Wednesday, September 12, 2007

For Samuel P. Huntington

Where have all the ideas gone?

We have academics by the droves and more graduating every year but where are the ideas that drive civilization to its highest and best uses?

As modern society specializes more and more, sub-divides and compartmentalizes to get better mastery of technique, great and grand ideas are more and more marginalized and pushed to the sides of our consciousness. Nowhere is this more true than academia where professionalization in specialities leads to promotion.

Prof. Samuel P. Huntington over a decade ago put forth an idea - is there an inevitable clash of civilizations? His vision of a problem has colored our lives and policies after the collapse of Communist and the rise of sectarian fundamentalism and ethnic zenophobias.

Sam was my tutor 40 years ago in my senior year of undergraduate study. I have kept in touch, not regularly but fondly, now and then over the years. Sam has remembered me and been warm and helpful in our subsequent meetings.

But I learned yesterday that he is not well and most likely will be unable to contribute any more "ideas" to academia and global civilization.

Sic Transit Gloria Mundi. All must pass and this too will pass.

But right now I feel a deeper sadness over the sumbolism of this loss - where are the ideas? How will we move forward for our children and grandchildren without ideas? How will we find courage and the will to work for a common good without profound thoughts and understandings?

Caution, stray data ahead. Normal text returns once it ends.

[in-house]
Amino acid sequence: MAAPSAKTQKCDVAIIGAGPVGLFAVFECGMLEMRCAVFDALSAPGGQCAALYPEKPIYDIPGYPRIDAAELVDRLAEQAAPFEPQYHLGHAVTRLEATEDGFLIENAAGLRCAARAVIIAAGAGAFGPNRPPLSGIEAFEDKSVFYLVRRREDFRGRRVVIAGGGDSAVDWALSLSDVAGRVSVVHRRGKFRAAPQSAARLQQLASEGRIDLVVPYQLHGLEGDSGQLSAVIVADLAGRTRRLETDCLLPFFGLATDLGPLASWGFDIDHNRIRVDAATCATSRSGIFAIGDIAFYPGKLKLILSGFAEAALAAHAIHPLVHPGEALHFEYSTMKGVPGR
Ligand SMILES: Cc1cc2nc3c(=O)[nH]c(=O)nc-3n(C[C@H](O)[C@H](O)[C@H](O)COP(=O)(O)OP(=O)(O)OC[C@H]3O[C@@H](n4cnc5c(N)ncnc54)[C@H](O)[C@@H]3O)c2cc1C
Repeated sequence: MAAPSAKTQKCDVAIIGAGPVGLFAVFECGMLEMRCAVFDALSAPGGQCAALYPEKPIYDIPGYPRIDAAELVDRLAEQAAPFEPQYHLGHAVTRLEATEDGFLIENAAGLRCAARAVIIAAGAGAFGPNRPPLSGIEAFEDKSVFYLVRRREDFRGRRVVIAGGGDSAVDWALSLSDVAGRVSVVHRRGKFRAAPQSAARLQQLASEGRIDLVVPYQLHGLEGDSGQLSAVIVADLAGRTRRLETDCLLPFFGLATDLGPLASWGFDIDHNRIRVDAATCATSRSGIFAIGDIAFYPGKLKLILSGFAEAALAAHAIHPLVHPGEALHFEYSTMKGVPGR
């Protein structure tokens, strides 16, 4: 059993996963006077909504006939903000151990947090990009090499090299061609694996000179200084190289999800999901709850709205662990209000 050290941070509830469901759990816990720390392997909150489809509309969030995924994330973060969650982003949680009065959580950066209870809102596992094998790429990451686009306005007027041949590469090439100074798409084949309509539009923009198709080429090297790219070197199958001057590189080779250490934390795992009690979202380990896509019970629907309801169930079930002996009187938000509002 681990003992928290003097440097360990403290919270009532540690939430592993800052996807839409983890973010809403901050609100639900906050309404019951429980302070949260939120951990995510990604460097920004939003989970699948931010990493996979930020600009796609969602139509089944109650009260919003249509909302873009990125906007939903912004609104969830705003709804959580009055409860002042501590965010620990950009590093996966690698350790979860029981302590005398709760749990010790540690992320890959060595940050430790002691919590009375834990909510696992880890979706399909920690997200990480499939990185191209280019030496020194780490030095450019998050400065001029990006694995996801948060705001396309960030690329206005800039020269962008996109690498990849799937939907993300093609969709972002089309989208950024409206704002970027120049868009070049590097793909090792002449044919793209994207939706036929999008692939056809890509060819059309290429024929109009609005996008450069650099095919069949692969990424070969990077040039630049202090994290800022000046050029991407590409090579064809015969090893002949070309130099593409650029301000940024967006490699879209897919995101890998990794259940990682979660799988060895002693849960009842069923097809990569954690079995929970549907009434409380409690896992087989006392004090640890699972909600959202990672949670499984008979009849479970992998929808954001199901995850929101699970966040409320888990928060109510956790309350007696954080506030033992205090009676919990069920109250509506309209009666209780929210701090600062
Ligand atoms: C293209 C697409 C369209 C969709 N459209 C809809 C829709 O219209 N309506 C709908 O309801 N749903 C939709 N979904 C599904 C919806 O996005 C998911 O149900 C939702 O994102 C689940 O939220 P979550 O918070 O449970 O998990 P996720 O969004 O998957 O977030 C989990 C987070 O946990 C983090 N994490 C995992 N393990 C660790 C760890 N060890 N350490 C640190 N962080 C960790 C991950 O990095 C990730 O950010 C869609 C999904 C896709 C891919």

If all is trivialized, then everything about us, in us, around us, will be trivialized.

I feel grateful to have worked with and been challenged by Sam Huntington.

And I hope our work at the Caux Round Table will always gather in and promote "ideas" in the face of all that seeks to marginalize our humanity.

Steve Young

1 comment:

CR Nayager said...

Steve, there are still some brilliant academics and real "thinkers" (those rare humans who think beyond the confines of the idioms of our times) around but they are few i agree. I, like you have been fortunate to meet and be guided by some in my undergraduate and now post-graduate years. But they are in decline. Look out for Desmond Manderson who writes about legal ethics...bringing Levinas back into the fold of humanity and how we construct our relationships with others.
Alex Zeigert is another. In my previous role at the UK FSA I met with a person whose corporate ethics I continue to admire -John Barber (Grey Panther) who is still at teh FSA and continues to illuminate some of the murky ways of working life to the uninitiated.
PS love the articles.